During the pandemic, consumers are looking to digital platforms for nearly every aspect of their lives. At the same time, trust in digital platforms is declining, according to a new study by the Intent Lab. The Lab is a research partnership between Performics and Northwestern University’s Medill School of Journalism, Media and Integrated Marketing Communications.
The Intent Lab has been tracking consumers’ satisfaction with digital experiences since Q2 2016, and trust is at the core. Consumer trust in digital experiences reached its lowest point in October 2018. Since October 2018, trust rose, but has now fallen again over the past 6 months.
Social media, eCommerce, gaming and video/audio streaming platforms are experiencing a surge in usage. However, consumers don’t always trust information from these platforms. Consumers rate Amazon as the most trusted platform, with Google and Apple following. Consumers most trust information from video platforms (53%), commerce (45%) and gaming (44%), with social media far behind (25%).
“In crisis, trust can make it or break it for brands,” says Esteban Ribero, Performics SVP of Planning and Insights. “Over time, the Intent Lab has identified factors that make consumers trust or distrust brands, like protection of personal information, familiarity, adequacy of privacy practices, utility, quality of services or products, honesty, customer service and prevalence of misinformation.”
Control and transparency
Control and transparency are key to boosting consumer trust in digital experiences, and respondents want the government to take action. The Intent Lab study found that people want more control over their information online:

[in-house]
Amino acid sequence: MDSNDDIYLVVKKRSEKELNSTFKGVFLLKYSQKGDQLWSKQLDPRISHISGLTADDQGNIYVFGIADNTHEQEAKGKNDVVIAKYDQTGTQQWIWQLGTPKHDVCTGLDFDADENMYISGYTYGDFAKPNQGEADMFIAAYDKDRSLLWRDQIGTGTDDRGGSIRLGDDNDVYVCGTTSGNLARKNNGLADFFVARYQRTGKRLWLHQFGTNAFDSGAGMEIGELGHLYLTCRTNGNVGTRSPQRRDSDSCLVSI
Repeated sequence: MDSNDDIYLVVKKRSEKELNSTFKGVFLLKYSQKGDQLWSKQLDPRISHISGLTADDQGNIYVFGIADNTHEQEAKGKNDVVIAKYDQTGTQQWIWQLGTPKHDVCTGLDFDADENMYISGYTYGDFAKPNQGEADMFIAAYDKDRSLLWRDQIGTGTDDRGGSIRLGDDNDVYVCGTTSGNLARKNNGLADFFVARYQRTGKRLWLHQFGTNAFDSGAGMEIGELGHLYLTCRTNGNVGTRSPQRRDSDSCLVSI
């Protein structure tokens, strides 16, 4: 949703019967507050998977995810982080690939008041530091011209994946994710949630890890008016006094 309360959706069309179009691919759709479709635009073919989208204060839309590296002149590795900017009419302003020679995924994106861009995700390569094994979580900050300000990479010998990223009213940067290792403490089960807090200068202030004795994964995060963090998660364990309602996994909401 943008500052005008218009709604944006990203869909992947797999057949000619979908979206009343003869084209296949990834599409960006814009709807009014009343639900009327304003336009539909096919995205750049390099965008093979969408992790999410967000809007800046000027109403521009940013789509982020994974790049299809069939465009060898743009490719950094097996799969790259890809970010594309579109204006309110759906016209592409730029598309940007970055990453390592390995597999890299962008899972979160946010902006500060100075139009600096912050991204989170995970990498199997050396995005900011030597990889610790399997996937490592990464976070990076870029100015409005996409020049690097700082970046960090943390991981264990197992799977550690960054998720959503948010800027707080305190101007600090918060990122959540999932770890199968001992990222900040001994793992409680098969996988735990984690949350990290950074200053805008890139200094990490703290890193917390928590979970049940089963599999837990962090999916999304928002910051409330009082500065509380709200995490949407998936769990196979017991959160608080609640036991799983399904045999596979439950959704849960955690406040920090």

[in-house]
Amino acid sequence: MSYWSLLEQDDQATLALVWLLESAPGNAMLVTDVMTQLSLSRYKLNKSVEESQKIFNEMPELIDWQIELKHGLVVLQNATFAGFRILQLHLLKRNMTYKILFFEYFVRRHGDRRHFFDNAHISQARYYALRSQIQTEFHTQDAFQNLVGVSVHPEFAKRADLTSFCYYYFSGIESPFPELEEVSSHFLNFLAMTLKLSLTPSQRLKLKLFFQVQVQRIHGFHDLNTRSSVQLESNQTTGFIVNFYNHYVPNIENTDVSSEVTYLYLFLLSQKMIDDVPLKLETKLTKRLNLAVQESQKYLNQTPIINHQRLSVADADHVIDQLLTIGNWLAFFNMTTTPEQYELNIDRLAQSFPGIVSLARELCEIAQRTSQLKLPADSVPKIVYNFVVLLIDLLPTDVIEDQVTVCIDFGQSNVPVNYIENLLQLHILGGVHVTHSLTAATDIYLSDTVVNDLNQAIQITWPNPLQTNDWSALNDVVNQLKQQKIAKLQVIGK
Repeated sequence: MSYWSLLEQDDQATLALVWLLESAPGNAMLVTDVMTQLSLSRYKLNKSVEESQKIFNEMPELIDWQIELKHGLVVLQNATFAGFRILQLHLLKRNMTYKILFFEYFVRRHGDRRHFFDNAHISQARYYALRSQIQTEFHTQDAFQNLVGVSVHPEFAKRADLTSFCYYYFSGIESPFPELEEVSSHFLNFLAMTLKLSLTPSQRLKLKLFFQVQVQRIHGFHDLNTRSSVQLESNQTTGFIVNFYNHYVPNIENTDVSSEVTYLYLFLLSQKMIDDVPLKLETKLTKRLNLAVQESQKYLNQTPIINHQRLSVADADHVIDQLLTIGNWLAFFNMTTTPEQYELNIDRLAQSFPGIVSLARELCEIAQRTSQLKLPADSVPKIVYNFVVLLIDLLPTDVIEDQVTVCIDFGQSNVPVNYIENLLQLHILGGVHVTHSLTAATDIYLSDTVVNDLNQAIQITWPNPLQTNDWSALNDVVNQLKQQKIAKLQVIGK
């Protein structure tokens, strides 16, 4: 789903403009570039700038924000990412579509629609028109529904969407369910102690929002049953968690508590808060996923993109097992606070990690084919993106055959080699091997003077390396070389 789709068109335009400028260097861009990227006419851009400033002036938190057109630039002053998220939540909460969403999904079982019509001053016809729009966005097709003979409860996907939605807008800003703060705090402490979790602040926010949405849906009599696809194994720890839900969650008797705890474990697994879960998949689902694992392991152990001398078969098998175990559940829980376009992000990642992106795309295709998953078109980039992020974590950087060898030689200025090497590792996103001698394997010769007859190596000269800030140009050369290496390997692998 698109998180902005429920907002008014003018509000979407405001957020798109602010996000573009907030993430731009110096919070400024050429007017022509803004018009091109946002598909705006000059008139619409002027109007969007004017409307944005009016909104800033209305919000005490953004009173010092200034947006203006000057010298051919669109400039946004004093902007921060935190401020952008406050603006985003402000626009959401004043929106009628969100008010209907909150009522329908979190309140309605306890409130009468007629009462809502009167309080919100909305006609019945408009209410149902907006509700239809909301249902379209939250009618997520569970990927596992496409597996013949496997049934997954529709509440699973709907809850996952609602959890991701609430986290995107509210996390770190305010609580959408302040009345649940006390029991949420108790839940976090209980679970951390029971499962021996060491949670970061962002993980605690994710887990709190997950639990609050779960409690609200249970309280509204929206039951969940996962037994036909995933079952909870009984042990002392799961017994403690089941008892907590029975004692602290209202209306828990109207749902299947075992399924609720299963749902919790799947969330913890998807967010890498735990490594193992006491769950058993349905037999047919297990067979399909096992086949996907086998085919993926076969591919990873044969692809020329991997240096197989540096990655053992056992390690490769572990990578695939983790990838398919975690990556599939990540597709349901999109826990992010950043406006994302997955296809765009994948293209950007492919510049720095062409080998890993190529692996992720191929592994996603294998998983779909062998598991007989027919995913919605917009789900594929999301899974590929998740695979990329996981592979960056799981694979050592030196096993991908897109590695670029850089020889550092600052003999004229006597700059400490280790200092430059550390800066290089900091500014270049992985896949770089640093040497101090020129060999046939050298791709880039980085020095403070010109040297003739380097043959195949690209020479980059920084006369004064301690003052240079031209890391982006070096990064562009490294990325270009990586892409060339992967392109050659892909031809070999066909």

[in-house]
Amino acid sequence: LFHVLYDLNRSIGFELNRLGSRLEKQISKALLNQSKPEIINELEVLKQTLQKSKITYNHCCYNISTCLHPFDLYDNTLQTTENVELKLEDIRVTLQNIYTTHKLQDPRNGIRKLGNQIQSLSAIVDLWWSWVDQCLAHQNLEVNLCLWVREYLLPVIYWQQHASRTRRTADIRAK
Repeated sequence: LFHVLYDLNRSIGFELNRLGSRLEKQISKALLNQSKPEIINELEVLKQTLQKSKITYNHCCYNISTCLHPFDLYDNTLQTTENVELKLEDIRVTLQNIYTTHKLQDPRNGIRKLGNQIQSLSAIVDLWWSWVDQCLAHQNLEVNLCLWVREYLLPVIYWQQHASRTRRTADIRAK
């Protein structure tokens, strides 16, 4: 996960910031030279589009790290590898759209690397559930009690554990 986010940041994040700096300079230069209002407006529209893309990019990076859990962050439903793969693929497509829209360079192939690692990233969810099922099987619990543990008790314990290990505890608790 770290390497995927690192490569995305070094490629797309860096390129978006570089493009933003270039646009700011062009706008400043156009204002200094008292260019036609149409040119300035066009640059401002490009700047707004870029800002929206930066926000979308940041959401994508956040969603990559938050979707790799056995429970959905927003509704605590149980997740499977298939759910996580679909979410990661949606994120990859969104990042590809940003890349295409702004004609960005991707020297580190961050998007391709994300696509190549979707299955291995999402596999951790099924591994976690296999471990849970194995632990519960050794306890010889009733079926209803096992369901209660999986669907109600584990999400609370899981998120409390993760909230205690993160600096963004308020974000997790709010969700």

- 80% of consumers say they would like more control over their personal data online. But 1 in 5 said they would provide brands with personal information in exchange for a 50%+ discount.
- 71% would like to see the government reform how companies treat their data. Three in four Gen X and Baby Boomers said want to see the government reform how companies treat consumer data. (vs. 64% of Millennials).
Ribero added, “The pandemic has accelerated consumer adoption and use of digital. This includes online commerce, apps, social media or streaming everything from movies to fitness classes. As consumer reliance on these platforms increases, trust is the critical factor in maintaining and growing this level of adoption. Most importantly, our study proves that brands must obtain permission to use consumer data and be transparent in how they use that data.”
The Intent Lab research was fielded in March 2020 in the U.S and involved 1500 participants across the country.
Enterprise Times: What this means for business
This report appears to just re-enforce common sense ideas around establishing brand trust online. Last year, Oracle commissioned a report that suggested consumers will drop a brand after one bad experience. There are specific factors that can make consumers trust or distrust brands. Protection of personal information, no excessive request for private information, reliable, trustworthy information were all cited in the research as common reasons why consumers trust a brand. In addition to familiarity with the brand, good security measures and quality services or products.
The research indicates that since the COVID-19 pandemic, consumers have started to buy new kinds of products such as Telehealth which grew by 683%. Consumers started to shop for essentials with grocery delivery rose by 400%. Inevitably, lockdown saw TV streaming rise by 50%. The fundamental issue will be whether these changes in consumer behaviour continues, as businesses and individuals navigate their way post-COVID.